Another Virginia winemaker recently called Jim Law “The guru on the hill”, who’s dedication has elevated the entire Virginia wine industry. The roster of those who’ve worked for him at Linden is something of a who’s-who of Virginia wine royalty, including (but certainly not limited to) Rutger de Vink of RdV Vineyards and Jeff White of Glen Manor Vineyards. Two of Jim’s Chardonnays received 94 points from Robert Parker – the highest score he’s given any Virginia wine. So when the guru speaks – you listen.
I’d been a member for several years, so when Jim announced he would be releasing his 2017 vintages I rushed to get my tickets. In a very socially-distanced event, Jim introduced 3 x Chardonnays, 4 x Bordeaux blends, plus a desert wine. He also treated us to a long discussion about his wine and winemaking philosophy in general.
For background, Linden draws from three vineyards; Hardscrabble, Avenius, and Boisseau. Hardscrabble is their 20 acre estate vineyard located at the winery, primarily growing Chardonnay and Cabernet Sauvignon (although less Cabernet and more Chardonnay than it used to have) but home to several other varietals. Avenius a cooler 5 acre site down the road with soil composed of shale, granite and greenstone; they have a mix of vinifera but the largest planting is 1.5 acres of Sauvignon Blanc. Boisseau is the warmest site near Front Royal, its 4 acres likewise a mix. Many of his wines are bottled according the vineyard they came from; it’s not uncommon to have vertical flights of the same varietal but from different vineyards.
Although most Virginia wineries designate their red blends as their flagship wines, Jim’s first love is Chardonnay so his Hardscrabble Chardonnay is the wine he’s often proudest of. In my opinion, this is the best Chardonnay in Virginia – and I dare anyone to show me otherwise.
Jim explained that 2017 was a great vintage for both reds and whites, which is an unusual combination – usually it’s one or the other. Fortunately they were blessed with cool nights and warm days, particularly in September/October. He actually likes his 2017s better than his 2019s, mostly because the weather in 2017 was more even.
He also discussed climate change and his vineyard replanting project. Regarding the former, he has a small experimental vineyard where he’s planted several hybrids and Italian varietals, and discussed how unpredictable Virginia’s weather has become. Jim even installed several huge solar panels outdoors, in an effort to not be a contributor to the problem of global warming that has beset his own vineyards.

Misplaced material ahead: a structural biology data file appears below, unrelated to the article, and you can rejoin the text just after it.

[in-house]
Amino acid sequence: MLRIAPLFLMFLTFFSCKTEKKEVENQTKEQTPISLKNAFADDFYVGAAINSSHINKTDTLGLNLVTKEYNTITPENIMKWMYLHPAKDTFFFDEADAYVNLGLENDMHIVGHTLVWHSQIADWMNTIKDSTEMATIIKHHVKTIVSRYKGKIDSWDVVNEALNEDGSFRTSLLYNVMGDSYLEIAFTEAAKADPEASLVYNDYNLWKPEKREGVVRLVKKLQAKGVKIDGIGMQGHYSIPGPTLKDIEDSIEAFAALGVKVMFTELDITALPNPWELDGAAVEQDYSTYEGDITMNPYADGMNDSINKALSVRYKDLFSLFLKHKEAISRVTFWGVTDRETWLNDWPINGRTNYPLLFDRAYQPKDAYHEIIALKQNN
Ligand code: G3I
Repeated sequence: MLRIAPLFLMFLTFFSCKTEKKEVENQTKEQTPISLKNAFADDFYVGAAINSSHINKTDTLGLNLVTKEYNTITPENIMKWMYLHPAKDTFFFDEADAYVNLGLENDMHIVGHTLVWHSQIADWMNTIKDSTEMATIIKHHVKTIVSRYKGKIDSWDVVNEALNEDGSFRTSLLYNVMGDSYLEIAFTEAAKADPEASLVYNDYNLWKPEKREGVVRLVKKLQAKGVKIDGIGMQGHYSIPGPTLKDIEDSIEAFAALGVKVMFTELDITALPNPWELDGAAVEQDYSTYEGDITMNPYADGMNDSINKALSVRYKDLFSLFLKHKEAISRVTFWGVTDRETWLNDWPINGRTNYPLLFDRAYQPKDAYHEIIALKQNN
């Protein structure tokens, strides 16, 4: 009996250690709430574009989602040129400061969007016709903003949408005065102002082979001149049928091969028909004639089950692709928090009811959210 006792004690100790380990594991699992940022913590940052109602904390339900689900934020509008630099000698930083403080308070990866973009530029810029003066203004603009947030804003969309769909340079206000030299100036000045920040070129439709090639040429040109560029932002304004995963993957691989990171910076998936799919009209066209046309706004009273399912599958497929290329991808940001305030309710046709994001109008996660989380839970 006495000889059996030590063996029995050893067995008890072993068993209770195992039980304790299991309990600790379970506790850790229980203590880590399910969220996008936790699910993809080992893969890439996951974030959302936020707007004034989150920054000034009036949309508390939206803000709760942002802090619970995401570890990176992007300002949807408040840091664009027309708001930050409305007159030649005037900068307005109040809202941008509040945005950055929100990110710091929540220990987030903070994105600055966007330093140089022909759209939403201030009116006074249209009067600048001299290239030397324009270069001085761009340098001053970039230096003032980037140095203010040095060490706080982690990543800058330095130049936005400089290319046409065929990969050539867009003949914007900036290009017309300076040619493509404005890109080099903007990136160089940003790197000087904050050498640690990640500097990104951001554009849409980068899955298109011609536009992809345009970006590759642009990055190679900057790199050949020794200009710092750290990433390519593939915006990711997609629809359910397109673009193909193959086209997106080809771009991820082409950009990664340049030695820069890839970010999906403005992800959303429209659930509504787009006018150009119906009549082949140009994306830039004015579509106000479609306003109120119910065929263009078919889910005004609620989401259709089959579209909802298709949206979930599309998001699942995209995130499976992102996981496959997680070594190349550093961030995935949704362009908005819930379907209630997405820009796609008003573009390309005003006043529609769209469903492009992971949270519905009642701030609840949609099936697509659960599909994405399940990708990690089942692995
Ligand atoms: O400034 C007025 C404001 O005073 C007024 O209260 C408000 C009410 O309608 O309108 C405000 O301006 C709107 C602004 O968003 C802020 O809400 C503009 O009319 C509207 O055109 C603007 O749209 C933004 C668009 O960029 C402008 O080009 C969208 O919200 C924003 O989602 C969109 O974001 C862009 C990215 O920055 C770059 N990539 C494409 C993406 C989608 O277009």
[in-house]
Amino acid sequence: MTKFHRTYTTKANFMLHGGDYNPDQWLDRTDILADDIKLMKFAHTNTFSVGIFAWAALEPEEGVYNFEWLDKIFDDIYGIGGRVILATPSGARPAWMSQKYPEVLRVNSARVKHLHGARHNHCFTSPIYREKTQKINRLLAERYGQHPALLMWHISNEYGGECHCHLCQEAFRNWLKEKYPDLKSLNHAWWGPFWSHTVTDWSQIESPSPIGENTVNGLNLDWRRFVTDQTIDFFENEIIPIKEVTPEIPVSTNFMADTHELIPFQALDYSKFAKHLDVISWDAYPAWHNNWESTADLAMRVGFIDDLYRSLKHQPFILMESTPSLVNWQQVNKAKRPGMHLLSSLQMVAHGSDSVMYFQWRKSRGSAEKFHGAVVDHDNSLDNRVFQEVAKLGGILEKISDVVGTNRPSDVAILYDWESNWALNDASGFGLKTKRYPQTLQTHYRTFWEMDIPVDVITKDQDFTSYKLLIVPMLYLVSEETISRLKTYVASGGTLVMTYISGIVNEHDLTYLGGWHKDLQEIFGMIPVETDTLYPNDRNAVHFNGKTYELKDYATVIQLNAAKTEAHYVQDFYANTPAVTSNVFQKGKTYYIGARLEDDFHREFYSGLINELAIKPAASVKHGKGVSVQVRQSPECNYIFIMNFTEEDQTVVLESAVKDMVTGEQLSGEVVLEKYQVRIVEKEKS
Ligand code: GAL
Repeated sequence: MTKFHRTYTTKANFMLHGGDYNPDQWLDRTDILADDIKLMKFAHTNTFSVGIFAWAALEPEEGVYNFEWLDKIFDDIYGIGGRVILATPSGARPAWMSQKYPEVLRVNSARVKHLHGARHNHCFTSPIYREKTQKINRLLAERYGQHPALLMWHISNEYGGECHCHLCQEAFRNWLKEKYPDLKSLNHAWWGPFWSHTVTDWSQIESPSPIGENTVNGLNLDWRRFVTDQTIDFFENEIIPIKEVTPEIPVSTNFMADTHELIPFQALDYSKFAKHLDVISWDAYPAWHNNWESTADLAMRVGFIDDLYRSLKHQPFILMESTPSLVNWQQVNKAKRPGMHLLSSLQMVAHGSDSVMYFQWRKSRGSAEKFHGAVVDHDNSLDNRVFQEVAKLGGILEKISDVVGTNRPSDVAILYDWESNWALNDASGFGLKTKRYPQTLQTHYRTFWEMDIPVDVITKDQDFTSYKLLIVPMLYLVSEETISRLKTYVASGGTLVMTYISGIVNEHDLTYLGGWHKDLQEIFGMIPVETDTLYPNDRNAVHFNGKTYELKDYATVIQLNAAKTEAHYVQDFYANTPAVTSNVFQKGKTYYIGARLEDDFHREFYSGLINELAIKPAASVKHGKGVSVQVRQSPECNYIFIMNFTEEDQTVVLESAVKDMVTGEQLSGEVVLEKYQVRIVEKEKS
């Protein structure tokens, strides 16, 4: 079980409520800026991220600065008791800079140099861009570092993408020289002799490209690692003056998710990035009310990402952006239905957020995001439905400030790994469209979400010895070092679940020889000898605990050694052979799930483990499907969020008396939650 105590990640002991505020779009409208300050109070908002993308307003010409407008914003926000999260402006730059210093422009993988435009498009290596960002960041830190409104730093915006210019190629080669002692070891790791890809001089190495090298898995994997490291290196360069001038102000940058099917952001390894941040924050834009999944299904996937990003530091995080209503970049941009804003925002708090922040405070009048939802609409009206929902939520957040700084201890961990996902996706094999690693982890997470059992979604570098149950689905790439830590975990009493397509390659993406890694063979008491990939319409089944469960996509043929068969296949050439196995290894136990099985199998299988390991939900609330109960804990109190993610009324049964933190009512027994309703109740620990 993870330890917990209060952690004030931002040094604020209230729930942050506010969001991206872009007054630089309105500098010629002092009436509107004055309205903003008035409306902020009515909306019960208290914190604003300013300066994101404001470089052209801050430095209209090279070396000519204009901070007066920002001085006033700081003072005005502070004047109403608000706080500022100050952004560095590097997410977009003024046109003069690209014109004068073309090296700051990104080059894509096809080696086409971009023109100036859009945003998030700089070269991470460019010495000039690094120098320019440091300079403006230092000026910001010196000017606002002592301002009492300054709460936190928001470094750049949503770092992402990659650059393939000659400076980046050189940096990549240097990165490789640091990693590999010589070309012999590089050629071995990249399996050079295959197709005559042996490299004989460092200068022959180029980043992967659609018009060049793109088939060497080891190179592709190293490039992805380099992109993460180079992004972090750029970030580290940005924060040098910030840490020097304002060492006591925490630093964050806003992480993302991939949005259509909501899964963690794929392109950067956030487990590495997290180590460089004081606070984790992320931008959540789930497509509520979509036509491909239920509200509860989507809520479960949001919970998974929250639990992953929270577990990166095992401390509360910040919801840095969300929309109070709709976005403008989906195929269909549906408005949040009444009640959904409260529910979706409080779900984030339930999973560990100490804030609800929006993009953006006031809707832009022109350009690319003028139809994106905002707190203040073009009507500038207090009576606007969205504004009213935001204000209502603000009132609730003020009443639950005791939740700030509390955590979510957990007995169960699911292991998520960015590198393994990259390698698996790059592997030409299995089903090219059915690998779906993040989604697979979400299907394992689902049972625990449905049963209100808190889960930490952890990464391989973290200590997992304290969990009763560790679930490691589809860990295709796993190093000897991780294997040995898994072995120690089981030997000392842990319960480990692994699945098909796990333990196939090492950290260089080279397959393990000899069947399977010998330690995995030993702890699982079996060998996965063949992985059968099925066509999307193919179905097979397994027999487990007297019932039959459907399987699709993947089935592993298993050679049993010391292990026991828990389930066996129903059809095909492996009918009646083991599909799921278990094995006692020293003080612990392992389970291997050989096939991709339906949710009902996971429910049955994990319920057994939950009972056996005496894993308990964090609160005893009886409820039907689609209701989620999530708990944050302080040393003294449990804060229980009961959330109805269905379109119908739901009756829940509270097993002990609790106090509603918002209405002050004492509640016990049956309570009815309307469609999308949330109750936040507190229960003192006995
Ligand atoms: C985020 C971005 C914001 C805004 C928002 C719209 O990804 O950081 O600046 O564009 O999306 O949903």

As for his replanting his vineyards, right now Jim is on ‘year 20 of his 15 year plan’. He freely admits to undergoing a long period of education which resulted him in revising his methodology for planting vineyards, and how water retention is the single most important factor in planting vines in Virginia.
He spoke at length about his Chardonnay planting from decades ago; right now there’s only around 10% of the original vines. While he enjoys the freshness that younger Chardonnay vines offer his wines, they lack the depth and character of older vines.
Usually I try to take my own notes for tastings – but the descriptors Jim provided were so dead-on that I decided to use them.
What I tried:
2017 “Village” Chardonnay: Jim’s “Village” is a mixture of all three vineyards, but this year drawing heavily from Hardscrabble. “Creamy” was the optional word. He said this wine will improve over several years but damn, this was easy to drink now. This was also my favorite wine of the day (which I was rather grateful for, since it was one of the cheapest).
2017 Avenius Chardonnay: This had an almost Sauv Blanc quality to it. Higher acid and mineral notes. Has lots of personality.
2017 Hardscrabble Chardonnay: His flagship wine. Some newer oak to give it some toastiness, which is unusual since he’s usually a fan of neutral oak. Apple notes and long finish.
2017 Claret: Usually half of Linden’s reds are Claret but the 2017 vintage was so great he used most of his fruit for his site-specific vintages. I got currant notes, although his tasting sheet said red fruit (close enough).
2017 Boisseau: Fresh, not as heavy as I would have expected from a Petit Verdot/Cabernet heavy blend.
2017 Avenius: Black fruit notes and the acidity was on the higher side.
2017 Hardscrabble (red): “Rose pedals” was the tasting note. I’d keep this one for a few years though.